Sony Corp. and Nintendo Co., Japan’s biggest makers of gaming devices, rose after China Daily said the world’s most-populous country may end a 12-year ban on the sale of video-game consoles.
Sony, the maker of PlayStation machines, jumped 9.1 percent in Tokyo trading to 1,407 yen, highest since April 2012. Nintendo, the creator of Super Mario, added 3.4 percent to 9,630 yen, the highest since Dec. 7, in Osaka.
China banned the consoles in 2000 because of concerns about the potential harm to the physical and mental development of young people. The Ministry of Culture is now holding discussions with other departments about potentially ending the ban, the state-run China Daily newspaper reported today, citing a person it didn’t identify.
“Investors are welcoming the report,” said Mitsuo Shimizu, a Tokyo-based analyst at Iwai Cosmo Holdings Inc. “It would open up a new and huge market for the video-game makers.”
Nintendo, Sony and other Japanese companies have also benefited from the yen’s decline to the weakest in 2 1/2 years against the dollar, Shimizu said. A weaker currency boosts the repatriated value of Japanese exporters’ overseas earnings.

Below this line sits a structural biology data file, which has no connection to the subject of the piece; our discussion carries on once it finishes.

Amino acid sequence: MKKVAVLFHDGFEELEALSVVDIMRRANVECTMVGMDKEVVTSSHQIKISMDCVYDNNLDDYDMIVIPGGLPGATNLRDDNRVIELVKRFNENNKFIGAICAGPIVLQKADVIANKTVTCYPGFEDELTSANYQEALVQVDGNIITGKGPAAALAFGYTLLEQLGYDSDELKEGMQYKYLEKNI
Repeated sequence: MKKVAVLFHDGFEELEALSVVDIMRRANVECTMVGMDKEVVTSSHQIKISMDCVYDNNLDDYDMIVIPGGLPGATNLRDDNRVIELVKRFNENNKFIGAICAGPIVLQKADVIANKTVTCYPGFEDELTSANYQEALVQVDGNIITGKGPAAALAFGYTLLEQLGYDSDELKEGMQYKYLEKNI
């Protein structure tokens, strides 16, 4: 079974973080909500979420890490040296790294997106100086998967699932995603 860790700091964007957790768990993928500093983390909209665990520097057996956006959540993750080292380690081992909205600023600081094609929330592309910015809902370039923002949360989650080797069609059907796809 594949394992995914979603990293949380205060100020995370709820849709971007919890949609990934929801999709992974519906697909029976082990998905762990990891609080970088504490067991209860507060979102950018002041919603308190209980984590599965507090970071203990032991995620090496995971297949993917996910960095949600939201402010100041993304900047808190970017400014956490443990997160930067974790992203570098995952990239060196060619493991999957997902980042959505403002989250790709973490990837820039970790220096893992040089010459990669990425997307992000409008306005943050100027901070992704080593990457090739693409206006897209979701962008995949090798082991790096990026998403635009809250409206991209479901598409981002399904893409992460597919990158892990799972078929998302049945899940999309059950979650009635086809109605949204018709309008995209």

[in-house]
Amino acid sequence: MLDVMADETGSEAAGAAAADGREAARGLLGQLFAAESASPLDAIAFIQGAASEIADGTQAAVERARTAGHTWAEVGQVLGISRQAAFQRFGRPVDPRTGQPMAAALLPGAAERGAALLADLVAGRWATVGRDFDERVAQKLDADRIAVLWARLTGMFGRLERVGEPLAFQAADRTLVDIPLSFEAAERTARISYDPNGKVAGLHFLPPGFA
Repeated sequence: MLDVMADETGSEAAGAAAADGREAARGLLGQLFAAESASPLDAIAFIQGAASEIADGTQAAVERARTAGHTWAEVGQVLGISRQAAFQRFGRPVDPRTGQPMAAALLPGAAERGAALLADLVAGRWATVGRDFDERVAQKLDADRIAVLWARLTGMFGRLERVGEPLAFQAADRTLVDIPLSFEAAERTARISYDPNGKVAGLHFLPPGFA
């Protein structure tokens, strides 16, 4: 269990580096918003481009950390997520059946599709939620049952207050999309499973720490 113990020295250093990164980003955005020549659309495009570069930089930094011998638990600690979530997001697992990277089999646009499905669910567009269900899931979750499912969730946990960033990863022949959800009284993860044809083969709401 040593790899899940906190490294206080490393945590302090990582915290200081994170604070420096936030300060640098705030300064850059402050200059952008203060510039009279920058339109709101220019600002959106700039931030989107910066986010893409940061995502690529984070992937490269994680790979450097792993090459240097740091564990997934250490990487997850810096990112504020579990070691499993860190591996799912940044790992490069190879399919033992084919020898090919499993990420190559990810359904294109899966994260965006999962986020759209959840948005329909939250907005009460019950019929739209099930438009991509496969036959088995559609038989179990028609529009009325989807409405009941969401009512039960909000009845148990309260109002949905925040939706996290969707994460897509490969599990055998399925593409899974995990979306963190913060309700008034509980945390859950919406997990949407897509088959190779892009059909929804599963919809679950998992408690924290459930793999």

The Chinese console ban was introduced by seven ministries in 2000, and all of them would need to agree to end it, China Daily said. A spokeswoman in the Ministry of Culture’s press office said it couldn’t immediately comment. She declined to give her name.
“Sony has always regarded China as a promising market for the game operation and has been studying and preparing for possible business opportunities,” Satoshi Fukuoka, a spokesman for Sony’s game unit, said today by phone. Sony has been in “constructive discussions” with regulators in China, he said, declining to elaborate.
Yasuhiro Minagawa, a spokesman for Nintendo, declined to comment. The Osaka-based company makes the Wii and Wii U consoles.
Game consoles are available in China through black-market retailers. Touchscreen computers and smartphones, such as Apple Inc.’s iPad and iPhone, are available legally.
Sony also was raised to buy at Bank of America’s Merrill Lynch because of the weaker yen and a turnaround in unprofitable businesses. Analyst Eiichi Katayama increased the bank’s target price to 1,850 yen from 980 yen.